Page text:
Think Energy

Advancing Net Zero Part 2: 2022 Retrospective

Jan 3, 2023

The industrial revolution was yesterday. The electrical revolution is now. Businesses and consumers alike are working to achieve Canada’s net zero targets. We’re seeing bold leadership across the country, innovative solutions across industries. In episode 102 of thinkenergy, we kick off 2023 with some of our favourite guests from the past year. Picking up from our retrospective, Part 2 highlights insights from experts in the energy sector, including Hydro Ottawa’s President and CEO, Bryce Conrad.

Related links

To subscribe using Apple Podcasts: 

To subscribe using Spotify

To subscribe on Libsyn:


Subscribe so you don't miss a video: YouTube

Check out our cool pics on Instagram

More to Learn on Facebook

Keep up with the Tweets on Twitter


Dan Seguin  00:06

This is think energy - the podcast that helps you better understand the fast changing world of energy through conversations with game changers, industry leaders, and influencers. So join me, Dan Segui n, as I explore both traditional and unconventional facets of the energy industry.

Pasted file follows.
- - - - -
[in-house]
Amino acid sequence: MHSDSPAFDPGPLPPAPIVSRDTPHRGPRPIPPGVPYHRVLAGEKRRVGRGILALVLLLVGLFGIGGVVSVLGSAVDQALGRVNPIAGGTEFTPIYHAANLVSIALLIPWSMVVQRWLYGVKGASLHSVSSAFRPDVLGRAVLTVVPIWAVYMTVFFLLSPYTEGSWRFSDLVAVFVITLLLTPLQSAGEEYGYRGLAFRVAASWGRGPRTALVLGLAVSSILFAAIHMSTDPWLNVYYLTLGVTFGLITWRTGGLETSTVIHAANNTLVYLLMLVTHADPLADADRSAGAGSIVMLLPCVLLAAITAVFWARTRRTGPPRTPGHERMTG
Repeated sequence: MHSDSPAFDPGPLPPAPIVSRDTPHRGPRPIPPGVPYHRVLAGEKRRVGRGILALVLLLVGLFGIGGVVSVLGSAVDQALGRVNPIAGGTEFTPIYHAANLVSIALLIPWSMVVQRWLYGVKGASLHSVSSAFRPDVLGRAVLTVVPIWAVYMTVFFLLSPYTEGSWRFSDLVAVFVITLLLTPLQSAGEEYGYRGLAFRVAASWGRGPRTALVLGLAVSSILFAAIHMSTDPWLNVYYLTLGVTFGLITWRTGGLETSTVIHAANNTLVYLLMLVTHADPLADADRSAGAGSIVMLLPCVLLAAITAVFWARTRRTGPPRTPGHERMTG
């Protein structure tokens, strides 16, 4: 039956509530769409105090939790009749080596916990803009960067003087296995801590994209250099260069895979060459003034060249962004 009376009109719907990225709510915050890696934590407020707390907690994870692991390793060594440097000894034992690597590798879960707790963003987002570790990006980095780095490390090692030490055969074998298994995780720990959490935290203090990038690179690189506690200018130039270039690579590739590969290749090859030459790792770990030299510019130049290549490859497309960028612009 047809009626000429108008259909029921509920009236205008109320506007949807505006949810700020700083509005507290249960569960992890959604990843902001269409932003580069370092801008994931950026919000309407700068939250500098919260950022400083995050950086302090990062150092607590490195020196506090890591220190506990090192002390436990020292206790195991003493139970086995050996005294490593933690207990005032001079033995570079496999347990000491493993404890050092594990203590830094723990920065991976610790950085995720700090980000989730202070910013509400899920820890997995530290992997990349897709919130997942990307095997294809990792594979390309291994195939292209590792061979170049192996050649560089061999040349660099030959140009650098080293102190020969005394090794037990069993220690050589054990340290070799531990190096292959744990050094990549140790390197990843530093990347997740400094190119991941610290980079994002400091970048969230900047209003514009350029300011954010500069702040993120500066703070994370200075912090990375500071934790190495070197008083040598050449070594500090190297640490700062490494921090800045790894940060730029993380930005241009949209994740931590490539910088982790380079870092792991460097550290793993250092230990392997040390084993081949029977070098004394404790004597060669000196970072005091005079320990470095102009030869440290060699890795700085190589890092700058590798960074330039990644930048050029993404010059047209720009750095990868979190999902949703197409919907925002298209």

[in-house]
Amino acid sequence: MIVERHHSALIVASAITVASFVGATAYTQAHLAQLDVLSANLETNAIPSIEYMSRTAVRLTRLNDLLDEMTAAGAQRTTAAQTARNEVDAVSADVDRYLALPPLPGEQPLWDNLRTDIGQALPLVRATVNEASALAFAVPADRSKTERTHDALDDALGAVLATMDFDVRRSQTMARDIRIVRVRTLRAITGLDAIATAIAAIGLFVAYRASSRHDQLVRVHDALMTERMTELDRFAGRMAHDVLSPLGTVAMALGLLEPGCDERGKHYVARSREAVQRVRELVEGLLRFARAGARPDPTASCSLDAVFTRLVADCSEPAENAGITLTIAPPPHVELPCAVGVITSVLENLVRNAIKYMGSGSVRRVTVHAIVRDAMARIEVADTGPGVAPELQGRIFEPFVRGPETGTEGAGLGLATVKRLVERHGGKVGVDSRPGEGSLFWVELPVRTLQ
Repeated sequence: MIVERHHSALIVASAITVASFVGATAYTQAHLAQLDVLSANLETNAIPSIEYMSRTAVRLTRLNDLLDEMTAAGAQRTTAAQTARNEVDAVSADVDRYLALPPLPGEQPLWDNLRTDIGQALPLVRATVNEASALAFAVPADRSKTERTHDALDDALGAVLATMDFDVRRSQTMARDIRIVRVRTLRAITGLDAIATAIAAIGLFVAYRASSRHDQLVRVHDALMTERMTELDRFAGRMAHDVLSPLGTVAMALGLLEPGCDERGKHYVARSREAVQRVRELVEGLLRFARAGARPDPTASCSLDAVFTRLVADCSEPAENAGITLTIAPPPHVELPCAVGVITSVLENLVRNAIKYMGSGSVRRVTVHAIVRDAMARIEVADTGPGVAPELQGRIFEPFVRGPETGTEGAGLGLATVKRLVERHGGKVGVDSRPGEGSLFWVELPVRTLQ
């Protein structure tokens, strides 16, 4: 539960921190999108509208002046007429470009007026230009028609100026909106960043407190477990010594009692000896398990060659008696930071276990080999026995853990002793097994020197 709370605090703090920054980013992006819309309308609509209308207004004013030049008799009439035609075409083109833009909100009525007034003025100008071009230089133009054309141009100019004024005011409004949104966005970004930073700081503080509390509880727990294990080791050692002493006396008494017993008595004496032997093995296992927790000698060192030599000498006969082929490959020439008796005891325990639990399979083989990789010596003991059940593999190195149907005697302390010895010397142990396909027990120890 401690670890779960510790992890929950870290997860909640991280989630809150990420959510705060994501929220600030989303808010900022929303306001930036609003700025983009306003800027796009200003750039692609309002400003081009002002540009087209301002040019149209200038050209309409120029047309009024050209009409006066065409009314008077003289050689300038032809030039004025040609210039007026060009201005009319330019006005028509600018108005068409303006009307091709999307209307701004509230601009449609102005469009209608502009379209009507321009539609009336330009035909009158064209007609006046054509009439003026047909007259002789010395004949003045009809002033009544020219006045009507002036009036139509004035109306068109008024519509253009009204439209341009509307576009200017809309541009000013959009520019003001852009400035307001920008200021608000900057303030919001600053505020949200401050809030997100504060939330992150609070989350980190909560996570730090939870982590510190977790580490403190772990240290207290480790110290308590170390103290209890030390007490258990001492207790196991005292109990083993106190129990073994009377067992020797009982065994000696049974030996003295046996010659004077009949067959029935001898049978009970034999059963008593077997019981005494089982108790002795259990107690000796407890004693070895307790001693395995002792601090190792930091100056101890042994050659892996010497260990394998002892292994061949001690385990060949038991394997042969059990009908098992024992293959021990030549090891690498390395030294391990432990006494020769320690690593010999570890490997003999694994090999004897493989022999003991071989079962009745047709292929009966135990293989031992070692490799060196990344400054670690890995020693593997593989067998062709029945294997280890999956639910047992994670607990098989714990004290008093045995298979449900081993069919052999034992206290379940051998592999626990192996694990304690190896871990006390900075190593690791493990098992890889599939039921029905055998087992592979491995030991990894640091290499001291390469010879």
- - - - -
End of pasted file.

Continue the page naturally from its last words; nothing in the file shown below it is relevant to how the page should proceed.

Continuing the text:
Dan Seguin  00:28

Hey, everyone, welcome back. This is the think energy podcast. And I'm Dan Seguin. Thanks for joining part two of our special holiday podcast as we kick off 2023 with one of the hottest topics in the energy sector net zero. As Canada moves towards its net zero targets, we are seeing companies take bold leadership and adopt new innovations. As they say the Industrial Revolution was yesterday, the electric revolution is now more and more Canadians are working towards their own net zero goals, not only because they feel compelled to do the policy, but because they feel it's the right thing to do. One look at the extreme weather we experienced across Canada last year, may give us a glimpse of why that is. For part two of our special holiday podcast we're focusing on Canada's transition to net zero, and how it will shape the future. I've gathered three of my favorite guests from the past year, and what they had to say about one of the biggest topics of the year. My first guest is Justin Rangoon, the Executive Director of Energy Storage Canada, energy storage means more than just batteries. There are many different technologies that can offset peak electricity consumption periods, ultimately preventing the need for expensive emission heavy infrastructure that could lead us away from our clean energy goals. Energy storage can help meet demand spikes and support wide scale deployment of renewable energy sources. Here's Justin to talk about some of the benefits.

Justin Rangooni  02:21